Can Your Number of Push-Ups Predict Your Risk of Heart Disease?

by Chris Centeno, MD /

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How many push-ups can you do? Does it really matter? A new study shows that it might.

What Is Cardiovascular Disease?

Cardiovascular disease (CVD) includes many diseases of the heart and coronary vessels. When you see the term “cardiovascular disease,” or “CVD,” however, it typically means heart disease caused by a build-up of plaque on the walls (termed atherosclerosis) inside an artery.  If plaque completely obstructs an artery or breaks off, travels through the artery, and blocks it further down the line (termed an embolus), stopping blood flow, the result is either a heart attack or stroke, depending on the artery. At this point, we’re dealing with a life-threatening major cardiovascular event.

40+ Push-Ups May Test Cardiac Risk

The new study set out to investigate the association between push-ups on cardiovascular disease (CVD) risk. Specifically, is there a baseline number of push-ups that are associated with a lower risk of CVD? The study consisted of 1,562 male firefighters. The men were placed into one of five groups based on the number of push-ups they were able to complete at their baseline examination and were then followed for about a decade.

The results? Those who were able to perform 40+ consecutive (each no further apart than three beats on a metronome) push-ups at their baseline measurement were 96% less likely to develop CVD when compared to those in the <10 push-ups group. The good news is that even those who could do 11+ push-ups experienced a significant reduction in CVD risks. In other words, the more push-ups you can do, the lower your CVD risk.

Other Forms of Exercise That Benefit Heart Health

If push-ups aren’t your thing, there’s no need to worry. There are many forms of exercise that are directly associated with heart health. The American Heart Association, for example, recommends either a combination of aerobic activity (e.g., running, biking, taking an aerobics class, etc.) and weight training five days a week, 30 minutes a day or at least a moderate-intensity aerobic activity alone but for the same amount of time.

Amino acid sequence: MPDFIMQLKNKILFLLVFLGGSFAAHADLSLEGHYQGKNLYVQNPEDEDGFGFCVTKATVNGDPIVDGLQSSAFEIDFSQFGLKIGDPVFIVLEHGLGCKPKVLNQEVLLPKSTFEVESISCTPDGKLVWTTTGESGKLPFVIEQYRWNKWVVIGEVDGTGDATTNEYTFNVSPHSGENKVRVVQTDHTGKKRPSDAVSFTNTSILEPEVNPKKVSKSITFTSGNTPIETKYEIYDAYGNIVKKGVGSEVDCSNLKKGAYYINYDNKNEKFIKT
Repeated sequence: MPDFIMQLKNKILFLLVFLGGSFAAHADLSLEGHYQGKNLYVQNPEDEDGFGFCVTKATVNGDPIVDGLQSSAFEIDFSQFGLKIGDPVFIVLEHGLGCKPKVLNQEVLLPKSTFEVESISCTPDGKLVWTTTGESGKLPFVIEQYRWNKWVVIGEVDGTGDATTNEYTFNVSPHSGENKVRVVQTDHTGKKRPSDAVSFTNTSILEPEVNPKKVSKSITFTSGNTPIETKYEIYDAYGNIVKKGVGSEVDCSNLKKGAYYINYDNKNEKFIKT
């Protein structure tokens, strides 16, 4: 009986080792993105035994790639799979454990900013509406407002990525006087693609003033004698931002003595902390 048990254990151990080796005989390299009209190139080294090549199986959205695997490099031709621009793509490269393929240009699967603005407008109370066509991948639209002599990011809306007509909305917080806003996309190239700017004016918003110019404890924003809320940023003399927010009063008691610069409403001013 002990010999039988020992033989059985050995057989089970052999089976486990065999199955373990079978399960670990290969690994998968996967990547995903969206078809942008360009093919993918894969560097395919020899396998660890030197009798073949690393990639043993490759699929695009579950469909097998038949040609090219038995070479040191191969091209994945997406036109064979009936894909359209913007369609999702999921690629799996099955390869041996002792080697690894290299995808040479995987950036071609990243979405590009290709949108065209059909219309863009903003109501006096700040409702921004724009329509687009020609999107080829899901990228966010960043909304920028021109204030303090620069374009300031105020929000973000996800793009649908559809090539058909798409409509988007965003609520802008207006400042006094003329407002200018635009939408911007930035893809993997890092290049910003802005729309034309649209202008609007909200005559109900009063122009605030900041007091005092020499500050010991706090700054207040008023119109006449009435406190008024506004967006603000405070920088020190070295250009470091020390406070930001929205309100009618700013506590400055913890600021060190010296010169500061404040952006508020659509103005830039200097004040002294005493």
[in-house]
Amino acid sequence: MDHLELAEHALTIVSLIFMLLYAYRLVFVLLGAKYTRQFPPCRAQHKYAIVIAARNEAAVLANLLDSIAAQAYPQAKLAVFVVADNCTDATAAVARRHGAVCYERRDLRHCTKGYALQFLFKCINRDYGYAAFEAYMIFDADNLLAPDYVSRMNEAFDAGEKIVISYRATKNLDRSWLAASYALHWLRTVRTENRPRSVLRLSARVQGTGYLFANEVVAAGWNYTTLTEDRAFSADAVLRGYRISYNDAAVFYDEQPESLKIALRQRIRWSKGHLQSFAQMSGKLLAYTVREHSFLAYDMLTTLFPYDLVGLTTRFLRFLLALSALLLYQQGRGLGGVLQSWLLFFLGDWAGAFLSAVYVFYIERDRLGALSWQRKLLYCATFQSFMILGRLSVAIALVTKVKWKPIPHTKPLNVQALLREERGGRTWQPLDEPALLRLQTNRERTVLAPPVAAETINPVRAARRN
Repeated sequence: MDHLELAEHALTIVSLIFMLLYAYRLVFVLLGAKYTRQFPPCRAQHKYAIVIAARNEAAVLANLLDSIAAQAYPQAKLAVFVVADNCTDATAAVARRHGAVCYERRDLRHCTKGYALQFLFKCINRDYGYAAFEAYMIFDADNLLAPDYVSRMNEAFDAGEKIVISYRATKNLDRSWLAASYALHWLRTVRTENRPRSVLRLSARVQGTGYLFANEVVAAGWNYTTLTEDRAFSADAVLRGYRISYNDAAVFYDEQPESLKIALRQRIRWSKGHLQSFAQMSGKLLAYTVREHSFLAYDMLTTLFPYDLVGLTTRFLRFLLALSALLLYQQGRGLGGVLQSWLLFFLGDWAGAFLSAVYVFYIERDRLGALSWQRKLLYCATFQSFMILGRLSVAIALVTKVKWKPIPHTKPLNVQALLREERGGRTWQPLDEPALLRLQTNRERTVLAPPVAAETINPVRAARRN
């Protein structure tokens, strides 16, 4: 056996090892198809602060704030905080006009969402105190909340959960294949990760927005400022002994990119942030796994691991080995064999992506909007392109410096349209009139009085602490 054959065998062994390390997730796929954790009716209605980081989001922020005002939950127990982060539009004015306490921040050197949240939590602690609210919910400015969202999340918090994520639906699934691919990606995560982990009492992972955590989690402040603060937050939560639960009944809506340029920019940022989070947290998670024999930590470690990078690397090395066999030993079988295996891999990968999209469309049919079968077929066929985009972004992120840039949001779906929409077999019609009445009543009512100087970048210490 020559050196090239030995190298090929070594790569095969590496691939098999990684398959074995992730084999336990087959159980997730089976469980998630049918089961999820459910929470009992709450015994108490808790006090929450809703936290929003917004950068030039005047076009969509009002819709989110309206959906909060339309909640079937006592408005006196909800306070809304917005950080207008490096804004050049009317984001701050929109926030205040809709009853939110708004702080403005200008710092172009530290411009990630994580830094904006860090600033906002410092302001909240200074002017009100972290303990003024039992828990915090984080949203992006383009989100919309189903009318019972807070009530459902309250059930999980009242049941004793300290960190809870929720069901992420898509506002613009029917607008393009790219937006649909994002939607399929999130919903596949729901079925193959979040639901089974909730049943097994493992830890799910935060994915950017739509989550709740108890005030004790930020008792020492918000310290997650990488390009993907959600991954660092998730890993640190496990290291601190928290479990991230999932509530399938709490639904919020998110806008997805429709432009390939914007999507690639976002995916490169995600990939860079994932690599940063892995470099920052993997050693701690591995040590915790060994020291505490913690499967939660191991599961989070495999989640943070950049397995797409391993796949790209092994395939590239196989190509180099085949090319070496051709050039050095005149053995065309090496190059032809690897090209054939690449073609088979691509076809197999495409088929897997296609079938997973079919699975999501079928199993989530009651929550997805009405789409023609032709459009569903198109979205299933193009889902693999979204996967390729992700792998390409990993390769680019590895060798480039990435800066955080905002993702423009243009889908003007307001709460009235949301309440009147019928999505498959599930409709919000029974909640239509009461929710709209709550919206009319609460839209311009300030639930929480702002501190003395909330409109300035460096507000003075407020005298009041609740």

The good news is that one study suggests that even those who only exercise two to three days a week can experience some cardiovascular benefits (e.g., less stiffness in the carotid arteries, decreased pressure in the ventricles and peripheral arteries, and, therefore, less stress on the heart). Even more good news, it’s never too late to start exercising and obtaining some of those heart-health benefits.

Exercise Is Good for More than Just the Heart

Exercise is good for the whole body, not just the heart. Outside of the obvious benefits, such as weight loss and maintenance and keeping our brain sharp, exercise has many other less-obvious benefits you might not know about:

The upshot? Push-ups here are clearly a proxy for physical fitness? Maybe for natural testosterone levels? Who knows. However, you may want to drop and give me 20 to check your cardiovascular risk. That may or may not work, but it feels gratifying anyway.

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Chris Centeno, MD

Regenexx Founder

Chris Centeno, MD is a specialist in regenerative medicine and the new field of Interventional Orthopedics. Centeno pioneered orthopedic stem cell procedures in 2005 and is responsible for a large amount of the published research on stem cell use for orthopedic applications.
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